Aori Bone Defect Classification

In this system, a defect is only classified when a component has been removed. If both the femoral and tibial components are removed, the femur and the tibia are each assigned a defect classification. Defects are classified from preoperative radiographs for anticipated bone deficiency and then the classification is either confirmed or changed intraoperatively. The femoral epi-condyles, the posterior femoral condyles, and location of the patella relative to the joint line may be used as landmarks to differentiate complex femoral defects. The fibular head and the tibial tubercle should be used as landmarks for tibial defects that are difficult to classify.

Occasionally there is the need to classify a bone defect from postrevision radiographs. The metaphyseal segments of the femur and tibia have a distinct profile (Fig. 9.1). The main criterion to look for is a reduction in this profile and the dimensions of the metaphyseal segments of the femoral condyles and/or the tibial plateaus. The distance from the epicondyle to the end of the femur varies according to an individual's bone structure and size, but this distance is proportional to all other dimensions of the bone. A bone defect, however, alters this relationship. For example, a shortened distance from the epicondyle and metaphyseal flare to the end of the femoral component will be visible if a distal bone defect has not been repaired with a bone graft or an augment to restore a normal joint line. If the bone defects were reconstructed with cement, augments, or grafts and the joint line restored, this will be evident on postrevision radiographs and also in the patient's operative note. On the radiograph, the metaphyseal bone segment should appear as a shortened segment, with an augmented component or bone graft filling the deficient area.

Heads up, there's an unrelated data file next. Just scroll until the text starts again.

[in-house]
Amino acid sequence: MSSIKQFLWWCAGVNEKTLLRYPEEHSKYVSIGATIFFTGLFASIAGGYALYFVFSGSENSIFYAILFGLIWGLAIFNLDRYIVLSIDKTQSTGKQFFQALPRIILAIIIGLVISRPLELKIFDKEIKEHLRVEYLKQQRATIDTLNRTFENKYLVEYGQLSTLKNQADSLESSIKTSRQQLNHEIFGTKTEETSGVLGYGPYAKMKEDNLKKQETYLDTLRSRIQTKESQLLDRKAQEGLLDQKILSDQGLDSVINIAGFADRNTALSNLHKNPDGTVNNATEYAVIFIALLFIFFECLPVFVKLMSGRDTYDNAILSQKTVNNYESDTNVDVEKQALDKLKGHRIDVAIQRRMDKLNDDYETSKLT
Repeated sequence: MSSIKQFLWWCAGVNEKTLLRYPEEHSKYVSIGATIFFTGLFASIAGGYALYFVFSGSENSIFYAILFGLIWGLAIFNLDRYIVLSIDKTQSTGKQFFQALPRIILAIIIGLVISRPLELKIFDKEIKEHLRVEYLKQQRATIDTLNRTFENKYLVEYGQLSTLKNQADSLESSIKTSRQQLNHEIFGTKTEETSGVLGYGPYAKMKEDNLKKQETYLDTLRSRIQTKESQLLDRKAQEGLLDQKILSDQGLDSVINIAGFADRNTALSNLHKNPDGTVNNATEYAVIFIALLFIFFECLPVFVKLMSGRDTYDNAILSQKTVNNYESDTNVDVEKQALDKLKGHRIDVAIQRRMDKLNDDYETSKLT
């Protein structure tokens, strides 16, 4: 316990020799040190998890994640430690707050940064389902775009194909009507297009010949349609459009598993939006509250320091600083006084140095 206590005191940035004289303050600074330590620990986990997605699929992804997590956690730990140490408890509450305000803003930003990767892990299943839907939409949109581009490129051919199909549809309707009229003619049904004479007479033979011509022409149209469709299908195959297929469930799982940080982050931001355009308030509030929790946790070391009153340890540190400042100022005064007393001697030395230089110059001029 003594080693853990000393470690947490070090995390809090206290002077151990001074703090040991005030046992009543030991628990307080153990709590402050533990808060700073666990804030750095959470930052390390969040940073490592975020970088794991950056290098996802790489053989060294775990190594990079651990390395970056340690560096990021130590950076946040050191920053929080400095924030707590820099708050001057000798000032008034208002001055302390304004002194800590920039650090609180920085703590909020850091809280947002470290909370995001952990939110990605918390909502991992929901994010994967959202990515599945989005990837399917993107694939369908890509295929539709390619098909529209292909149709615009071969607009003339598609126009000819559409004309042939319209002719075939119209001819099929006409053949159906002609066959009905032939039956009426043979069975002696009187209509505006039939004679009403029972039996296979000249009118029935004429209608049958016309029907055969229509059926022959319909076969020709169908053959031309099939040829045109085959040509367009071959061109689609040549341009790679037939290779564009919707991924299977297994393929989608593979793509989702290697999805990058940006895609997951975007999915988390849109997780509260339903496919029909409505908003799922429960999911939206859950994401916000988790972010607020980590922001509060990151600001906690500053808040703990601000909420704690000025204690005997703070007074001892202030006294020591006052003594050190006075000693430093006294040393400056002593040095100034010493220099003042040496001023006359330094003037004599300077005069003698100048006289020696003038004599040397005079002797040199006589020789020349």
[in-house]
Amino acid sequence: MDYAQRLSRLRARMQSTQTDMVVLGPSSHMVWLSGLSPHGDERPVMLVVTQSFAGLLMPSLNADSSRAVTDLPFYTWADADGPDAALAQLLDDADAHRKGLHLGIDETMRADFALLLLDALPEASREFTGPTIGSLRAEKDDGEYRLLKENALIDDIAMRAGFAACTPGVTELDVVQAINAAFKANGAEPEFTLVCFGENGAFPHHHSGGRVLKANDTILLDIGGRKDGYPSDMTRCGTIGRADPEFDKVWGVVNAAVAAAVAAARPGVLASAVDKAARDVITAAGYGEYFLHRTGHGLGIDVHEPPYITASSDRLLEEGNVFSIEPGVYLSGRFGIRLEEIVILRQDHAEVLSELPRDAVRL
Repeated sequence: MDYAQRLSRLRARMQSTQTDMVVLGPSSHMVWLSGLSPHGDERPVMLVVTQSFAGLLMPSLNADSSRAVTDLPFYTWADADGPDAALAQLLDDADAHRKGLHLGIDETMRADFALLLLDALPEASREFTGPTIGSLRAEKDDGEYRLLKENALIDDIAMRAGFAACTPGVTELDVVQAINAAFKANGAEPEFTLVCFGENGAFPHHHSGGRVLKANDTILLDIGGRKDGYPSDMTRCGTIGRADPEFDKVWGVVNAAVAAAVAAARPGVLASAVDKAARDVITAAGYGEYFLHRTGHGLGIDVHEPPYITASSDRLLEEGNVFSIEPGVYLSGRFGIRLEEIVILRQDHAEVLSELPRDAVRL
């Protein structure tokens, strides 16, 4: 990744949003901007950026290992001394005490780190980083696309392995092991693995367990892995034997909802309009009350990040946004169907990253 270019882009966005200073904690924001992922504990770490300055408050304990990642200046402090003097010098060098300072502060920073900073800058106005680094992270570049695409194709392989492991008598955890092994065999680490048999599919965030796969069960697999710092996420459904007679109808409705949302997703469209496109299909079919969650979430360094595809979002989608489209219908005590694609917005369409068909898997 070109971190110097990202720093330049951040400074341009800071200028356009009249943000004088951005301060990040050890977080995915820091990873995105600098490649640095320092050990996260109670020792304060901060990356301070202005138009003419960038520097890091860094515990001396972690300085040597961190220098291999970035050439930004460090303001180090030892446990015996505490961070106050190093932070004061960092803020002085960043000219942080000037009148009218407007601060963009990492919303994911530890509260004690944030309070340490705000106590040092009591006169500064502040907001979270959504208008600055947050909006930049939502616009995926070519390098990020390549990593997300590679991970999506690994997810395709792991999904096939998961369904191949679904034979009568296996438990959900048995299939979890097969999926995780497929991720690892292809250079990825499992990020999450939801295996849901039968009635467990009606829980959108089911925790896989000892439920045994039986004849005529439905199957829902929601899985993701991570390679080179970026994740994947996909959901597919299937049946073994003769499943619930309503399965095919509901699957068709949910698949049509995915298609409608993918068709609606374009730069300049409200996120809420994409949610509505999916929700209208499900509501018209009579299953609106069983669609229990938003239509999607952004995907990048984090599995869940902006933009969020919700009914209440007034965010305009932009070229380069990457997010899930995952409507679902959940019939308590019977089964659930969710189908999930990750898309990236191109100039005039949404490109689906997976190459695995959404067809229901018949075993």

Therefore, the following definitions are the foundation of this classification:

Type 1 Defect (INTACT metaphyseal bone): Minor bone defects that do not compromise the stability of the component. Type 2 Defect (DAMAGED metaphyseal bone): Loss of cancel-lous bone that necessitates an area of cement fill, augments, or bone graft to restore a reasonable joint line level. Type 2 bone defects can occur in one-femoral condyle or tibial plateau (2A), or in both condyles or plateaus (2B).

Type 3 Defect (DEFICIENT metaphyseal segment): Bone loss that compromises a major portion of either condyle or plateau. These defects are occasionally associated with collateral or patellar ligament detachment and usually require bone grafts or custom implants.

In any classification scheme, some cases will fall on the borderline. To classify these cases, it is necessary to evaluate the postoperative radiographs and the surgical treatment mode. For example, if a primary component was used, no bone defect was addressed in the operative note, and the postoperative radiographs demonstrate joint line restoration, an F3/T3 defect would not apply. If a structural bone graft, major cement fill, or a hinged component with condylar resection was used in the revision, we would conclude that the patient had a significant F2/T2 or F3/T3 bone defect.

Bone defects also occur in the patella but are not classified in the AORI bone defect classification. Patellar defects were excluded because they do not affect management decisions with revision surgery. In these cases, bone grafting is not an option and revision components to address such defects are not available, except for the biconvex patellar design of the Genesis Knee (Smith & Nephew, Memphis, TN). In most instances patellar bone defects are managed simply by not resurfacing the damaged patellar bone.

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